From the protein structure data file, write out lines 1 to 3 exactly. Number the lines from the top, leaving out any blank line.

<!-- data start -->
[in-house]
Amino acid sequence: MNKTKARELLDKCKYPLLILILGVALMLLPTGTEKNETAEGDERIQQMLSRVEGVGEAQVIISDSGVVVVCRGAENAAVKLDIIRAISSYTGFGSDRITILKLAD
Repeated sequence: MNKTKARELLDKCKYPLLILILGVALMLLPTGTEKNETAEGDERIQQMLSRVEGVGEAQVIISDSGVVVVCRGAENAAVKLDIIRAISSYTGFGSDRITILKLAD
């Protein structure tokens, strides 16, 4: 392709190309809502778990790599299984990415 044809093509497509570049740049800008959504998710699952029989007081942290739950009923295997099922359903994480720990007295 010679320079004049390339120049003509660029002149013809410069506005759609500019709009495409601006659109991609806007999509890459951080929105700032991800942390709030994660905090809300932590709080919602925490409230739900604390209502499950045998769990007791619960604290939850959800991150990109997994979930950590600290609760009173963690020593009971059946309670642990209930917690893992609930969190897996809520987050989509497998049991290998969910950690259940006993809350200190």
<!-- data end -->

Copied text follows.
[in-house]
Amino acid sequence: MNKTKARELLDKCKYPLLILILGVALMLLPTGTEKNETAEGDERIQQMLSRVEGVGEAQVIISDSGVVVVCRGAENAAVKLDIIRAISSYTGFGSDRITILKLAD
Repeated sequence: MNKTKARELLDKCKYPLLILILGVALMLLPTGTEKNETAEGDERIQQMLSRVEGVGEAQVIISDSGVVVVCRGAENAAVKLDIIRAISSYTGFGSDRITILKLAD